Wednesday, January 12, 2011

The Charlatan's Boy

This book will be welcomed by fans of Roger's previous WilderKing Trilogy, even though its relationship is uncertian. The vibrant feechiefolk of WilderKing have been reduced to legends. The young orphan Grady travels the wilds with the showman and hustler Floyd, participating in a series of frauds and tricks.
My main problem with the book is the episodic nature of the plot. While the various tricks of Floyd are amusing enough to keep young readers interested, Grady is a rather static character. Instead of actively searching for the truth about himself, he merely stumbles into a happy ending, as if the author grew tired of him.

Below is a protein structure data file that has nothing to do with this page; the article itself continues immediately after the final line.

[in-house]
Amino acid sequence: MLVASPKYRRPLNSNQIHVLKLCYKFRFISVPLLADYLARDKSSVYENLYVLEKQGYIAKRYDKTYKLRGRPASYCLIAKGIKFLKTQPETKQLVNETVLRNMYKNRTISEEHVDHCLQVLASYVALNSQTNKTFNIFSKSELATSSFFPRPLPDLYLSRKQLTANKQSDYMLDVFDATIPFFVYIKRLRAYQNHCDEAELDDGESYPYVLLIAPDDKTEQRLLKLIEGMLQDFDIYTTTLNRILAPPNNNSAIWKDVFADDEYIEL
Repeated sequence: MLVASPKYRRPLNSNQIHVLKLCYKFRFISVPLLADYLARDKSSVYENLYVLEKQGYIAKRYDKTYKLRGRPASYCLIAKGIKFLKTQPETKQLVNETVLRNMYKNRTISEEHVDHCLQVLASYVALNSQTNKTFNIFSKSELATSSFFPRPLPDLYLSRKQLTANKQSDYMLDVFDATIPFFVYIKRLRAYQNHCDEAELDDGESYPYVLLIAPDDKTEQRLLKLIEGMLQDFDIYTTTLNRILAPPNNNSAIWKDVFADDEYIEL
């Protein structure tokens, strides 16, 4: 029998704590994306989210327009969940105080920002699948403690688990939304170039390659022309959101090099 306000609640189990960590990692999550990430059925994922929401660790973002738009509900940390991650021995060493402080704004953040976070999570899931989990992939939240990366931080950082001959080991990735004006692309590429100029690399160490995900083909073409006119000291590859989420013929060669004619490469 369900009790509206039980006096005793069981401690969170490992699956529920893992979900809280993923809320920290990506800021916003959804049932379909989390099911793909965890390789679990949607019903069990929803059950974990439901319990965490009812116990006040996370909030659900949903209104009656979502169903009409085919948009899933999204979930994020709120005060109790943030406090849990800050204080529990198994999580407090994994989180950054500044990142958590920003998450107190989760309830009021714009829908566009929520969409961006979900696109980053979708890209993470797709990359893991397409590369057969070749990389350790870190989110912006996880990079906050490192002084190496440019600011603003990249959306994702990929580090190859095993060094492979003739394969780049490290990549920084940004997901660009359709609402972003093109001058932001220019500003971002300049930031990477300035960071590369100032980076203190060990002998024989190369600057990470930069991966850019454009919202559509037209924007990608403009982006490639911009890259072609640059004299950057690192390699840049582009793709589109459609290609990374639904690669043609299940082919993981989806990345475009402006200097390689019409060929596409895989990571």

1. I think Rogers is aiming for a picaresque novel. According to Wikipedia: "The English-language term can simply refer to an episodic recounting of the adventures of an anti-hero on the road." While I don't consider Grady an anti-hero, Floyd certainly fits the description. Grady is not powerless but Floyd is all he has ever known and he stays with him even when offered a permanent home with the saloon keeper.

  2. I found your review of the book to be very well written, and the term you offered does seem to be a description of Grady's adventures. But it still frusterated me that his happy ending comes by sheer luck and being in the right place and the right time.